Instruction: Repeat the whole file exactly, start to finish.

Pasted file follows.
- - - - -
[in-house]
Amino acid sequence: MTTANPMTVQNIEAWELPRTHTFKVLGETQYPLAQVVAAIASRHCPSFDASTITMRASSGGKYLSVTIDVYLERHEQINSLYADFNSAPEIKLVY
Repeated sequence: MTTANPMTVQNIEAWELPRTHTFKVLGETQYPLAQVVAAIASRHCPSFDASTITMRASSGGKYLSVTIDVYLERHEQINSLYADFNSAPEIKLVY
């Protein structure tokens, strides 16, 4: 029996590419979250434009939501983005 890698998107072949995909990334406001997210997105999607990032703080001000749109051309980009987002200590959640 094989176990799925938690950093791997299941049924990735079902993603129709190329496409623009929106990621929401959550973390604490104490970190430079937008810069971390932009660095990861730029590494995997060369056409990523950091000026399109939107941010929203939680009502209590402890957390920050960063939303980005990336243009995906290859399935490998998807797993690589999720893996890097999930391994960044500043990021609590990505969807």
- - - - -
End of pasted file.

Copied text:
[in-house]
Amino acid sequence: MTTANPMTVQNIEAWELPRTHTFKVLGETQYPLAQVVAAIASRHCPSFDASTITMRASSGGKYLSVTIDVYLERHEQINSLYADFNSAPEIKLVY
Repeated sequence: MTTANPMTVQNIEAWELPRTHTFKVLGETQYPLAQVVAAIASRHCPSFDASTITMRASSGGKYLSVTIDVYLERHEQINSLYADFNSAPEIKLVY
């Protein structure tokens, strides 16, 4: 029996590419979250434009939501983005 890698998107072949995909990334406001997210997105999607990032703080001000749109051309980009987002200590959640 094989176990799925938690950093791997299941049924990735079902993603129709190329496409623009929106990621929401959550973390604490104490970190430079937008810069971390932009660095990861730029590494995997060369056409990523950091000026399109939107941010929203939680009502209590402890957390920050960063939303980005990336243009995906290859399935490998998807797993690589999720893996890097999930391994960044500043990021609590990505969807």